After the pool table, ping-pong table, foosball table, poker table, and air hockey table, the dining table is the most exciting table there is.
That’s because it’s likely to be a part of your home for the next 25+ years. With that kind of a long-lasting impact, you’ll want to choose the right one the first time around.
We’ve created this handy guide to help you with your search.
What Can You Use Them For?
Kitchen and dining tables are used for many activities around the home, some of which include:
- Sitting down for a meal.
- Hosting guests or holiday events.
- Playing board games, putting together puzzles or making crafts.
- Decorating and adding a focal point to a room.
Some of the less common uses are:
- Playing that intense knife-fingers game from Aliens
- Hiding the fact that you aren’t wearing pants.
- Soccer goalposts.
- Trying out that righteous table cloth trick.
No single dining table is inherently better than any other. Each has features and benefits to appeal to a specific shopper.
What do you need your dining table to do for you? This is the question you should keep top of mind as you shop.
How Do Dining Tables Differ?
Once you know how you’ll be using your dining area, then the right table will become more obvious.
Four major elements that distinguish tables are:
- Surface Material
Dining tables typically come in one of the following three shapes. Each has its own advantages.
This is the most common table shape. Rectangular tables are the most efficient at accommodating multiple people. They also provide two places of distinction at either head of the table for the hosts or special guests. Rectangular tables have the greatest number of base configurations, including trestle, storage, pedestal and the classic four-post design.
Think of a wedding reception. A round table is perhaps the most intimate of all, where everyone gets an equal seat. (King Arthur and the knights of Camelot knew the significance of this.) These tables can hold many people if needed, or just a few. And they look the best with a tablecloth.
Larger round tables might be more difficult to fit in certain room layouts, while small ones are the perfect choice for any cozy space. Some can be extended into an oval shape by adding a leaf.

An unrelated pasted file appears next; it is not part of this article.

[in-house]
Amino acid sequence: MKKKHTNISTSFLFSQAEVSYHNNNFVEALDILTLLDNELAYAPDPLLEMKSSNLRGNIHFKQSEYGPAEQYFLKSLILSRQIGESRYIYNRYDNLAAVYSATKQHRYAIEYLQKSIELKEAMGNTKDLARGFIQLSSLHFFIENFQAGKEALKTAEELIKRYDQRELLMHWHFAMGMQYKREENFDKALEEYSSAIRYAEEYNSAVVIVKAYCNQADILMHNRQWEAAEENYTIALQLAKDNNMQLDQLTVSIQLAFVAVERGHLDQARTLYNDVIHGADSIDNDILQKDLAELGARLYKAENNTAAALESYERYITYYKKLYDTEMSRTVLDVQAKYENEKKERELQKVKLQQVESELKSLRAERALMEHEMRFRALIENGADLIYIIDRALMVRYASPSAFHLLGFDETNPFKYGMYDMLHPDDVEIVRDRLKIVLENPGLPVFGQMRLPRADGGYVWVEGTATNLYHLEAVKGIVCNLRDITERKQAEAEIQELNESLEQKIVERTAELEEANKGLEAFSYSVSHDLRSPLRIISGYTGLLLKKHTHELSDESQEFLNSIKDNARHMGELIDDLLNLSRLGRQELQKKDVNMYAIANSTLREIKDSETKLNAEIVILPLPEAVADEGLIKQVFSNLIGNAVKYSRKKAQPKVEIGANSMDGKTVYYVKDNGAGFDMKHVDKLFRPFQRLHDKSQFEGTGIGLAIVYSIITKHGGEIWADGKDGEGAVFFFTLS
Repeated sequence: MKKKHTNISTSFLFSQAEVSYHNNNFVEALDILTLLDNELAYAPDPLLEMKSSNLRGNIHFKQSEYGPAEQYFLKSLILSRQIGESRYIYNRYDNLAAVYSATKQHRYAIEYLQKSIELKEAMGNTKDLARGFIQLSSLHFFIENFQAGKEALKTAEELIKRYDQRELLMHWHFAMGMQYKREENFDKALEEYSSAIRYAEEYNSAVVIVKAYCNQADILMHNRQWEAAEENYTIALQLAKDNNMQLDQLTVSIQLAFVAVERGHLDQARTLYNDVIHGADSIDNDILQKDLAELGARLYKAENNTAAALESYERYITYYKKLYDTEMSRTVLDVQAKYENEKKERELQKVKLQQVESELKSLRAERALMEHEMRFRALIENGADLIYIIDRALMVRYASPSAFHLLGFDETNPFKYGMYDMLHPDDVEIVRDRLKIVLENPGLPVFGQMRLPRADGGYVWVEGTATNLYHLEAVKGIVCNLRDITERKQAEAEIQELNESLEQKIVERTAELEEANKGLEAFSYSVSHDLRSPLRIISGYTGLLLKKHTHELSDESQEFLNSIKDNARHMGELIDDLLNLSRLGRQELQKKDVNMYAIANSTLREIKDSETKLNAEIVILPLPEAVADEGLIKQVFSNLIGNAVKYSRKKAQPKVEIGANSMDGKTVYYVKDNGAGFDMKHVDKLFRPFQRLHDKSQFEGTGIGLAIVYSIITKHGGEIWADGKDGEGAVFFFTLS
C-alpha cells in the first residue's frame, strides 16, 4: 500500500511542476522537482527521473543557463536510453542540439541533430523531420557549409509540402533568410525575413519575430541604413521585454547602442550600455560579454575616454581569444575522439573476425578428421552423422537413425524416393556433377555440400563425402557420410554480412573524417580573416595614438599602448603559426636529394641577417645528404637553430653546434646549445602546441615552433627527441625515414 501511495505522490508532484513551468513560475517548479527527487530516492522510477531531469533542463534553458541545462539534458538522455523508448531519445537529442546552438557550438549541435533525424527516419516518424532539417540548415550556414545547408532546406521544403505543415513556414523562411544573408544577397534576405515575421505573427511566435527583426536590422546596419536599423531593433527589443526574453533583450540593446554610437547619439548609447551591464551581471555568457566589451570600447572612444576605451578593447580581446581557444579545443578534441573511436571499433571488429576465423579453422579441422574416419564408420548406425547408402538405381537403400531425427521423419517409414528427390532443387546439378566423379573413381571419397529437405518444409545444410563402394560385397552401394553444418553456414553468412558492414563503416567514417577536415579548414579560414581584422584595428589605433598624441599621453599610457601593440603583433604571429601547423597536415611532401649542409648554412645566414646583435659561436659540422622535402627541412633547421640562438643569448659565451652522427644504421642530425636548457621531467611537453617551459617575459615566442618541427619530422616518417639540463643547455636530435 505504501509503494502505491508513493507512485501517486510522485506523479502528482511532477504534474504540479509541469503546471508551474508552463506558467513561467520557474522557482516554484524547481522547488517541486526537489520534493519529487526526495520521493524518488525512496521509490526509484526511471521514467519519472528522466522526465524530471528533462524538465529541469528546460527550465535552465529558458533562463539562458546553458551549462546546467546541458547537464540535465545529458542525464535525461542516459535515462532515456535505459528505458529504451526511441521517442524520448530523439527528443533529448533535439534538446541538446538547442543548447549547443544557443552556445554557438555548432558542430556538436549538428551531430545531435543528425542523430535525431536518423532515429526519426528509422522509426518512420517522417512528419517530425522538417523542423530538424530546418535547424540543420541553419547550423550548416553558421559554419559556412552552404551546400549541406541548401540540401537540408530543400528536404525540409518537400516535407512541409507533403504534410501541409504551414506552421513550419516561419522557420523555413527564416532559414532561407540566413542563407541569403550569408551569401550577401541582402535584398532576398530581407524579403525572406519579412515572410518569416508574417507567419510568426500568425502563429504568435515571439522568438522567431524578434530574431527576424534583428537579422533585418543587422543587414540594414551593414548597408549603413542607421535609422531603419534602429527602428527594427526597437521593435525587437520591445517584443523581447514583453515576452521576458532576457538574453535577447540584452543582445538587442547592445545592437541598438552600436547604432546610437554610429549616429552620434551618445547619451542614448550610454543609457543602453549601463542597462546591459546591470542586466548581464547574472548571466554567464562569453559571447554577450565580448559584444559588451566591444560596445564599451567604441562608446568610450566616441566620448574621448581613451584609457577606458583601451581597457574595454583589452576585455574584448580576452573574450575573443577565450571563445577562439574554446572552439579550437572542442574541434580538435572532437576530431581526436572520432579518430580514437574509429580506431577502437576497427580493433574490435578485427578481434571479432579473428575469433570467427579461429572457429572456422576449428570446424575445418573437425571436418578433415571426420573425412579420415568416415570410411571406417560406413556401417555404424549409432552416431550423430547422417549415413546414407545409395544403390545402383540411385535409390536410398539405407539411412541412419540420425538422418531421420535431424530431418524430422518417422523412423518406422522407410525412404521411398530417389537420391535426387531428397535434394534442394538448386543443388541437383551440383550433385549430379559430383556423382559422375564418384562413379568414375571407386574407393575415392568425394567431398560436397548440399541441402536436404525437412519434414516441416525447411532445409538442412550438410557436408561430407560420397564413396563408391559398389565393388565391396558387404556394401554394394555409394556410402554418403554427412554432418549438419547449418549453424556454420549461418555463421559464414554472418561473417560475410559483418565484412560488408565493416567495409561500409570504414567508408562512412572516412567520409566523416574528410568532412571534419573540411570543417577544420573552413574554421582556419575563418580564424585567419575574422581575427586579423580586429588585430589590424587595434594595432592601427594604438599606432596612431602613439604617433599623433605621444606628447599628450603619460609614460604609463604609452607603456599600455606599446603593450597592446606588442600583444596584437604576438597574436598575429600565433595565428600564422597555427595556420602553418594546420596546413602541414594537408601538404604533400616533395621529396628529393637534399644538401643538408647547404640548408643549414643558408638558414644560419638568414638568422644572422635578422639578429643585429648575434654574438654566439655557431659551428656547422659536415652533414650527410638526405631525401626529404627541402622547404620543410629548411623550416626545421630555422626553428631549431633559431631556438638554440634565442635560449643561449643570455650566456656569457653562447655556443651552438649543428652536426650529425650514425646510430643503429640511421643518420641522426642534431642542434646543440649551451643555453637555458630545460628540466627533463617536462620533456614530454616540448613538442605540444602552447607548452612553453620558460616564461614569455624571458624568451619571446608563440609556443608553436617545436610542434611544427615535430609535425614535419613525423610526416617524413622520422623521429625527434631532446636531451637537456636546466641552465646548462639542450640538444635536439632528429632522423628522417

Less common overall, square tables are more common in smaller sizes and are ideal for smaller rooms. Many are even extendable. At most, a square dining table can hold up to eight people; after that, the use of space becomes less efficient. And unlike round or rectangular tables, square tables can be rotated 45 degrees in contrast to your surrounding decor, creating a bold look with which lovers of Diamond Shreddies are already familiar.
In Japan, it’s customary to eat at a table that is not much higher than a foot off the floor. But in Canada, we’re more likely to sit at a table with one of the following two heights:
Standard Height – 30″
This is the height of a typical table. In a standard-height dining chair, (most) people have their feet firmly planted on the floor, instead of dangling below or propped on a footrest bar. Many find it easier to maintain good posture when sitting at a lower height, so keep your personal preferences in mind before you buy – you’ll likely be sitting at this table for many years to come.
Counter Height – 36″
Taller people might prefer sitting at a counter-height table, where it’s easier to stretch your legs. And whoever is doing the sweeping or vacuuming might prefer the greater ease of access. At six inches above the standard-height table, these pieces stand out in a room better than their 30″ counterparts. However, it is more difficult for people with reduced mobility to climb into these seats, so keep in mind who you’ll be hosting most often before you decide to choose one for your home.